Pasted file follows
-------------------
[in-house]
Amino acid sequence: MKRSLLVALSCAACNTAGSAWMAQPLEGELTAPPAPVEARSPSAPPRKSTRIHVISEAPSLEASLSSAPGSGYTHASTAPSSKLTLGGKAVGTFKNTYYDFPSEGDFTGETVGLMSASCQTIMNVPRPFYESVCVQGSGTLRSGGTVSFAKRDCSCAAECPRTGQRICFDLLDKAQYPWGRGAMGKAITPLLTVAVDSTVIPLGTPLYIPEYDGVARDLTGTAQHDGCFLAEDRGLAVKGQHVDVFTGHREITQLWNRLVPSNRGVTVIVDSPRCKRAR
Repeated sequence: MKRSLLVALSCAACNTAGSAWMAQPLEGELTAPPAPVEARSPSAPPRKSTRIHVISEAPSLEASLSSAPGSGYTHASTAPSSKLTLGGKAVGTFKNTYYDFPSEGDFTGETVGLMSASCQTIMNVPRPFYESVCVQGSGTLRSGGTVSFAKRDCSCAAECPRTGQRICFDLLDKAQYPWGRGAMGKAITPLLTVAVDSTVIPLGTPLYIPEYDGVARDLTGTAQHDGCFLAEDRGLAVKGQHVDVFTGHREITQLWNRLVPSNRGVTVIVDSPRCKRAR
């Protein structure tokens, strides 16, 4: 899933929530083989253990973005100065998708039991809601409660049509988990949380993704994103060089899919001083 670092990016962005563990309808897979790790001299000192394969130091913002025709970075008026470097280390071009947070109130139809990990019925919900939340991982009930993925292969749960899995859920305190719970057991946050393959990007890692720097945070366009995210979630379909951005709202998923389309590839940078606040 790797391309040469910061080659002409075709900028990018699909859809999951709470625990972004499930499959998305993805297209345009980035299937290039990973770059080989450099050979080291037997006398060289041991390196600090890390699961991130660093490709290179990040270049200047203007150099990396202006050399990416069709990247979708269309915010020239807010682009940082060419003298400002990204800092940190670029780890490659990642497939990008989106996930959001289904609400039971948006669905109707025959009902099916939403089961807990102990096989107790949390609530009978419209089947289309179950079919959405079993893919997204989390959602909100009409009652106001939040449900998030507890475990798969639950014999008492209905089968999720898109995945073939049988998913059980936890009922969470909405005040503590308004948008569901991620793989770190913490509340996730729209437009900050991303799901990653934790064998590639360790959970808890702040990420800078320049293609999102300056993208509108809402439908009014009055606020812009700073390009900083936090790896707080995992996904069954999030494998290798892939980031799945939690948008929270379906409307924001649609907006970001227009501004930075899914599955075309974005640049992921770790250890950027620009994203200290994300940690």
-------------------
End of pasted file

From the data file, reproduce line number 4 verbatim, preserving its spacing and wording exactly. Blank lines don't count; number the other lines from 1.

């Protein structure tokens, strides 16, 4: 899933929530083989253990973005100065998708039991809601409660049509988990949380993704994103060089899919001083 670092990016962005563990309808897979790790001299000192394969130091913002025709970075008026470097280390071009947070109130139809990990019925919900939340991982009930993925292969749960899995859920305190719970057991946050393959990007890692720097945070366009995210979630379909951005709202998923389309590839940078606040 790797391309040469910061080659002409075709900028990018699909859809999951709470625990972004499930499959998305993805297209345009980035299937290039990973770059080989450099050979080291037997006398060289041991390196600090890390699961991130660093490709290179990040270049200047203007150099990396202006050399990416069709990247979708269309915010020239807010682009940082060419003298400002990204800092940190670029780890490659990642497939990008989106996930959001289904609400039971948006669905109707025959009902099916939403089961807990102990096989107790949390609530009978419209089947289309179950079919959405079993893919997204989390959602909100009409009652106001939040449900998030507890475990798969639950014999008492209905089968999720898109995945073939049988998913059980936890009922969470909405005040503590308004948008569901991620793989770190913490509340996730729209437009900050991303799901990653934790064998590639360790959970808890702040990420800078320049293609999102300056993208509108809402439908009014009055606020812009700073390009900083936090790896707080995992996904069954999030494998290798892939980031799945939690948008929270379906409307924001649609907006970001227009501004930075899914599955075309974005640049992921770790250890950027620009994203200290994300940690």